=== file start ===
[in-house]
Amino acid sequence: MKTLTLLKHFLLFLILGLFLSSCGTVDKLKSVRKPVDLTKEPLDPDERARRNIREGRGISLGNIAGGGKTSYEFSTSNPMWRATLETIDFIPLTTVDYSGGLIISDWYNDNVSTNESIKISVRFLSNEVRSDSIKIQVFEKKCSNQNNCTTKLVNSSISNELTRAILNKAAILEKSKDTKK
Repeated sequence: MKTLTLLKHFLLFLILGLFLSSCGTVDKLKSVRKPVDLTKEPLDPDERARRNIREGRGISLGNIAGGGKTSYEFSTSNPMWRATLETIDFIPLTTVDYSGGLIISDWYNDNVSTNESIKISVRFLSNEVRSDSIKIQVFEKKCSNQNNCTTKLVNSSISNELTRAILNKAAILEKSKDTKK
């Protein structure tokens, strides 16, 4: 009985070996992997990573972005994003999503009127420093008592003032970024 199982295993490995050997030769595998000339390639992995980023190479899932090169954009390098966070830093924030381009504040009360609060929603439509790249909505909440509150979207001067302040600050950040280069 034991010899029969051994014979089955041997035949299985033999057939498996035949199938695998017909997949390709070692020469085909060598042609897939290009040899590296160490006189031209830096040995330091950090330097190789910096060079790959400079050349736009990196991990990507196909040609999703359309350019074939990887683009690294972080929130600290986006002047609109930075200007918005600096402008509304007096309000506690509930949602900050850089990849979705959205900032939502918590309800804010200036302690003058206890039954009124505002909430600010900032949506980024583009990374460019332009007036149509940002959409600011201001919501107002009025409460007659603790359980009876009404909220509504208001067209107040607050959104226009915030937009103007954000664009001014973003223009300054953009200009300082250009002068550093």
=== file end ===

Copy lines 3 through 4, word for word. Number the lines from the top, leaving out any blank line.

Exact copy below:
Repeated sequence: MKTLTLLKHFLLFLILGLFLSSCGTVDKLKSVRKPVDLTKEPLDPDERARRNIREGRGISLGNIAGGGKTSYEFSTSNPMWRATLETIDFIPLTTVDYSGGLIISDWYNDNVSTNESIKISVRFLSNEVRSDSIKIQVFEKKCSNQNNCTTKLVNSSISNELTRAILNKAAILEKSKDTKK
């Protein structure tokens, strides 16, 4: 009985070996992997990573972005994003999503009127420093008592003032970024 199982295993490995050997030769595998000339390639992995980023190479899932090169954009390098966070830093924030381009504040009360609060929603439509790249909505909440509150979207001067302040600050950040280069 034991010899029969051994014979089955041997035949299985033999057939498996035949199938695998017909997949390709070692020469085909060598042609897939290009040899590296160490006189031209830096040995330091950090330097190789910096060079790959400079050349736009990196991990990507196909040609999703359309350019074939990887683009690294972080929130600290986006002047609109930075200007918005600096402008509304007096309000506690509930949602900050850089990849979705959205900032939502918590309800804010200036302690003058206890039954009124505002909430600010900032949506980024583009990374460019332009007036149509940002959409600011201001919501107002009025409460007659603790359980009876009404909220509504208001067209107040607050959104226009915030937009103007954000664009001014973003223009300054953009200009300082250009002068550093």